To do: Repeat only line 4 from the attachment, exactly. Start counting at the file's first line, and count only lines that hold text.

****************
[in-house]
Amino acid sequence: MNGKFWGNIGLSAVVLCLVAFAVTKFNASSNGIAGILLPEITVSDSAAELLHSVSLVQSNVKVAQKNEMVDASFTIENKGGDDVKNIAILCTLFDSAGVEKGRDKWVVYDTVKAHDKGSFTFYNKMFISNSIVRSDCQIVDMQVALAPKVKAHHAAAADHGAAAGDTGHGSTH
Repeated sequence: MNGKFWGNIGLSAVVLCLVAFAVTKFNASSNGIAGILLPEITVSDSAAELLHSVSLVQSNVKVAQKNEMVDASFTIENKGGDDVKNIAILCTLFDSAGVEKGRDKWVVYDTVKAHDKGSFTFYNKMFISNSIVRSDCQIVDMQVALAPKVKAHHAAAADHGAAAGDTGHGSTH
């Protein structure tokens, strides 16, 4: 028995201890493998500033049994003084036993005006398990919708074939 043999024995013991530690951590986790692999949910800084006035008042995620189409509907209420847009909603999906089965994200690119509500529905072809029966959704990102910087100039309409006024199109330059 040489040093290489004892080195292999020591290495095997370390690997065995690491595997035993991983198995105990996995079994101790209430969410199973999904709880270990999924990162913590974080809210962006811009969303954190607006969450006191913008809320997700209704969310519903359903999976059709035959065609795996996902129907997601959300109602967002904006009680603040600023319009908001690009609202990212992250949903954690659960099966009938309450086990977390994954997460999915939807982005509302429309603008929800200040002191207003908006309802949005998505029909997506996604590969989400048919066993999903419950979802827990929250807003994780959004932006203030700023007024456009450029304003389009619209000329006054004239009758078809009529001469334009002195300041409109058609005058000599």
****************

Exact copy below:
């Protein structure tokens, strides 16, 4: 028995201890493998500033049994003084036993005006398990919708074939 043999024995013991530690951590986790692999949910800084006035008042995620189409509907209420847009909603999906089965994200690119509500529905072809029966959704990102910087100039309409006024199109330059 040489040093290489004892080195292999020591290495095997370390690997065995690491595997035993991983198995105990996995079994101790209430969410199973999904709880270990999924990162913590974080809210962006811009969303954190607006969450006191913008809320997700209704969310519903359903999976059709035959065609795996996902129907997601959300109602967002904006009680603040600023319009908001690009609202990212992250949903954690659960099966009938309450086990977390994954997460999915939807982005509302429309603008929800200040002191207003908006309802949005998505029909997506996604590969989400048919066993999903419950979802827990929250807003994780959004932006203030700023007024456009450029304003389009619209000329006054004239009758078809009529001469334009002195300041409109058609005058000599």